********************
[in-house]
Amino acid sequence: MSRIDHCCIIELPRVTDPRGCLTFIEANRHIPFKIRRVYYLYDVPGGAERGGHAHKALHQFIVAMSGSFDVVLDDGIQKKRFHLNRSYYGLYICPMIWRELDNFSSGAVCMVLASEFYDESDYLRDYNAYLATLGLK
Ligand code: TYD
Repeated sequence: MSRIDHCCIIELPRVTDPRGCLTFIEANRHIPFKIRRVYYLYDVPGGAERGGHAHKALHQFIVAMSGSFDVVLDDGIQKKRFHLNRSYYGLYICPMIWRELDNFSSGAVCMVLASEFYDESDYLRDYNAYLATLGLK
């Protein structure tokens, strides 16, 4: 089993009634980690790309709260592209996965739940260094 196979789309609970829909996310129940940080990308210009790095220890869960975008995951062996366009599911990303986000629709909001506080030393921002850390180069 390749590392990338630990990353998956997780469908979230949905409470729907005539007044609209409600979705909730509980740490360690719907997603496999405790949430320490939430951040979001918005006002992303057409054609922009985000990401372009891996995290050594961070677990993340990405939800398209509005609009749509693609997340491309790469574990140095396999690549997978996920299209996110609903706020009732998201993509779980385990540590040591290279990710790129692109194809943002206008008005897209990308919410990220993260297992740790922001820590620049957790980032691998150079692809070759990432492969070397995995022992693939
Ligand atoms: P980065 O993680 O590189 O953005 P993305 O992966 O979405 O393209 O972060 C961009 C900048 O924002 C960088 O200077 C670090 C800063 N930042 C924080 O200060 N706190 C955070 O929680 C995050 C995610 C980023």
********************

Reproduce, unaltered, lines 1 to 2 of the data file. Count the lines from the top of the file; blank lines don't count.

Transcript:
[in-house]
Amino acid sequence: MSRIDHCCIIELPRVTDPRGCLTFIEANRHIPFKIRRVYYLYDVPGGAERGGHAHKALHQFIVAMSGSFDVVLDDGIQKKRFHLNRSYYGLYICPMIWRELDNFSSGAVCMVLASEFYDESDYLRDYNAYLATLGLK